Today, June 10th, please join me in wishing this Rad Blog a very Happy 18th Birthday! The ‘Gig has been through many positive changes in the past year, getting a thorough overhaul on the back end, and a new theme earlier this spring. We look amazing if I do say so myself! If you are a new fan who is curious to know more about yours truly and how this blog came to be, please check out an in-depth interview with me at This Link! As always, we owe our success to all of you, so thanks for continuing to keep us bookmarked in your browser! The best is yet to come.
I really think the moment the “music died” (popular/rock based music) was the day that Kurt Cobain (or whoever killed him!) blew his brains out. Now, allow me a moment (hopefully not being too long winded and redundant) to give you an abbreviated, yet somewhat concise opinion of how we got to where we are now…
If you look at rock and roll as a genre, I think it’s safe to say that 1955 was year zero. There was Elvis (the big bang) who took hillbilly and black R&B/blues and sex appeal and changed the world. It was great and it was popular.
Then the Beatles did a few things that some people kinda liked and KA-BOOM – an evolutionary shift of such seismic proportions in popular (remember that word as it is crucial to this whole discussion) music splintered into a million different vibrant, psychedelic and wonderful directions. So many bands and artists were inspired and an industry (music bizness) that up until that time had treated popular/rock music as a fad (only to be exploited for teenage $ and quickly discarded) woke up to the fact that:
A: This shit is blowing up on a world wide basis and influencing all the other arts!
B: It looks like it just might be around longer than an early 60’s “dance craze”!
C: Serious people (critics, writers, social observers etc.) were treating this popular music as a legitimate art form!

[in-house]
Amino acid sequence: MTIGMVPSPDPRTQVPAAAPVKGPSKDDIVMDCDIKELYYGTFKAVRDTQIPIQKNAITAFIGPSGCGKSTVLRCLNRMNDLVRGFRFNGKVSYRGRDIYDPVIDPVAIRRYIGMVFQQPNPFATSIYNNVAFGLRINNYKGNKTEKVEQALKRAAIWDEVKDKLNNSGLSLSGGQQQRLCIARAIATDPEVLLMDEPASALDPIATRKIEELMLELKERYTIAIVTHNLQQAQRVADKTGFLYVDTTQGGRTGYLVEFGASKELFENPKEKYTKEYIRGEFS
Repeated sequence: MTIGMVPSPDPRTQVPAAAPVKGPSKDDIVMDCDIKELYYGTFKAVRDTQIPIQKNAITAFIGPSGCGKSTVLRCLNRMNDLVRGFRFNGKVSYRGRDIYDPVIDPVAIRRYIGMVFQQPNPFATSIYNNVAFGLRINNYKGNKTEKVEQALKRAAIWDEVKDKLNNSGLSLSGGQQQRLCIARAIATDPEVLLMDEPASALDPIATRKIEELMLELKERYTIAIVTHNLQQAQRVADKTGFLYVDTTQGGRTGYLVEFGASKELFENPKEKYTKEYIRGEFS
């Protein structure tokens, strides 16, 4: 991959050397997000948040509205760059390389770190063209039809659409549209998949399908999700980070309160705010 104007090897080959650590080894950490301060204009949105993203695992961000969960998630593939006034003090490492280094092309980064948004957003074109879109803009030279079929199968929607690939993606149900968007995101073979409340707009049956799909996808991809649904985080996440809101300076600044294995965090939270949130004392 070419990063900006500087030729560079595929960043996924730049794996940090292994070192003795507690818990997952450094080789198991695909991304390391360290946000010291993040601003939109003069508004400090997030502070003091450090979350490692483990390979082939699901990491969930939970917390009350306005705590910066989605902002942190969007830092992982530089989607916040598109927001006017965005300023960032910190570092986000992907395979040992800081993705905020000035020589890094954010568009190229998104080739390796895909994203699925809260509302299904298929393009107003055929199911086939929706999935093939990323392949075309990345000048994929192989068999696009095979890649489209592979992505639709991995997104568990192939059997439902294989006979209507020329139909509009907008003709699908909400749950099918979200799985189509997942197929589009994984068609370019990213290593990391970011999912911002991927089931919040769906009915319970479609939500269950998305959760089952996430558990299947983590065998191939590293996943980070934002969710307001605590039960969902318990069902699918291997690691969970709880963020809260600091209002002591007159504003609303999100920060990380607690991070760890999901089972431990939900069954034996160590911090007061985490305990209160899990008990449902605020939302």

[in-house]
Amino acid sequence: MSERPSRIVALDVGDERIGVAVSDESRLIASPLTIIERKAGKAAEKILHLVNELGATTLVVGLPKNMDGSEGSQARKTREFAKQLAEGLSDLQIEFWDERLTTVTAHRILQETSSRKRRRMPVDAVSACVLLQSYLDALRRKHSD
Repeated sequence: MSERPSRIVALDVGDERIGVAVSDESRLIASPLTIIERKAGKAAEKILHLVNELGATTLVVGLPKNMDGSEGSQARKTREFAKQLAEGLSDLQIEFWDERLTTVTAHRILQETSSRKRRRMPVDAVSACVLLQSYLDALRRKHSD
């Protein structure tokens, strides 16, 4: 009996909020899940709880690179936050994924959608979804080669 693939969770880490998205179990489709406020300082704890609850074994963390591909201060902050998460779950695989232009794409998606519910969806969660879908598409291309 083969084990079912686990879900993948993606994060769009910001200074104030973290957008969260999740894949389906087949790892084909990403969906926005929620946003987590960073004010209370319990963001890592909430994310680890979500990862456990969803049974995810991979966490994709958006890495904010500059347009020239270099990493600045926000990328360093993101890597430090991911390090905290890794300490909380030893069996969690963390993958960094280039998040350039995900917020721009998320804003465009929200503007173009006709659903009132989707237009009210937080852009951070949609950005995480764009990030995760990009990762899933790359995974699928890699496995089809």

Music then became big business… but the business side (while always a necessary evil for funding/distributing this terrible “noise” to the kids) was always a step behind what was happening (hey HEY hey) NOW. And it was kinda hard for record companies to prefabricate music for this culture of DFHs (dirty fucking hippies) who were young and growing (wild in the streets).
Sure, there was disposable crap (our current morass) that was cheesy and cynically devised to “move units.” The Archies (not even a real band!), The Monkees (almost a real band!), The Osmonds (ironically, the Jonas brothers of their time with Donny O. being the “Bieber” of his time) and other bubblegum stuff. Catchy and fun, but ultimately not cool. And the kids? Well most of them wanted to be cool! This was their culture. They were cynical of anyone over 30 and demanded unique and diverse sounds to boogie and get high to.
Oddly, all this cool recorded music wasn’t just in the underground, buried away on late night FM stations. It was in the charts! Top 40! Mainstream! No sh#t! The Doors, Marvin Gaye, Janis, Hendrix, Dylan and on and on – great songs with depth and meaning (not always, but that was cool too because the music had passion) that sold and was popular. How in the hell did this happen?
“As one of America’s foremost purveyors of rock criticism and witty pop culture observations, Gail Worley brings a unique and informed vision to the over-hyped music industry and the various media outlets attendant thereto. Her clever and erudite ramblings are a blast of harmonious noise in an atonal universe, while Gail’s unhealthy fascination with drummers keeps her up-to-date with cutting edge rock technologies, proper touring etiquette and what “beat” the kids are dancing to. You should be so lucky to pay Ms. Worley for her words.”